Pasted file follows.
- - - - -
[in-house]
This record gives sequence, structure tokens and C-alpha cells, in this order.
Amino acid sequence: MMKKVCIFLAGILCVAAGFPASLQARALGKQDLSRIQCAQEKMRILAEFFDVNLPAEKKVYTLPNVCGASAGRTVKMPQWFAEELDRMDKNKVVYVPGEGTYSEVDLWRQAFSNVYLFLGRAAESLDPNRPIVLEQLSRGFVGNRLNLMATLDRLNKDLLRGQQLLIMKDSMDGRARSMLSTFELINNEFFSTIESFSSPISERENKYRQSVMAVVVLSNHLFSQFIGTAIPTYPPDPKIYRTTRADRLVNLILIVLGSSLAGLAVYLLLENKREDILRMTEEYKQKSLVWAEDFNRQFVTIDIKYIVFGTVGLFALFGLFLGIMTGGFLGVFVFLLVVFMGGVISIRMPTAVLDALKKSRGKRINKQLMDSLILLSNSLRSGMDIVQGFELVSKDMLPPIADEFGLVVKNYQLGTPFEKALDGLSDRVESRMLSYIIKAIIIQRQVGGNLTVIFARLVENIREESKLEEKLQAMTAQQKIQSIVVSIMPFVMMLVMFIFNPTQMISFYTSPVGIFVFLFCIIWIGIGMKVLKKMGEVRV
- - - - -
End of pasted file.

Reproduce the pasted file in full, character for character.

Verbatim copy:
[in-house]
This record gives sequence, structure tokens and C-alpha cells, in this order.
Amino acid sequence: MMKKVCIFLAGILCVAAGFPASLQARALGKQDLSRIQCAQEKMRILAEFFDVNLPAEKKVYTLPNVCGASAGRTVKMPQWFAEELDRMDKNKVVYVPGEGTYSEVDLWRQAFSNVYLFLGRAAESLDPNRPIVLEQLSRGFVGNRLNLMATLDRLNKDLLRGQQLLIMKDSMDGRARSMLSTFELINNEFFSTIESFSSPISERENKYRQSVMAVVVLSNHLFSQFIGTAIPTYPPDPKIYRTTRADRLVNLILIVLGSSLAGLAVYLLLENKREDILRMTEEYKQKSLVWAEDFNRQFVTIDIKYIVFGTVGLFALFGLFLGIMTGGFLGVFVFLLVVFMGGVISIRMPTAVLDALKKSRGKRINKQLMDSLILLSNSLRSGMDIVQGFELVSKDMLPPIADEFGLVVKNYQLGTPFEKALDGLSDRVESRMLSYIIKAIIIQRQVGGNLTVIFARLVENIREESKLEEKLQAMTAQQKIQSIVVSIMPFVMMLVMFIFNPTQMISFYTSPVGIFVFLFCIIWIGIGMKVLKKMGEVRV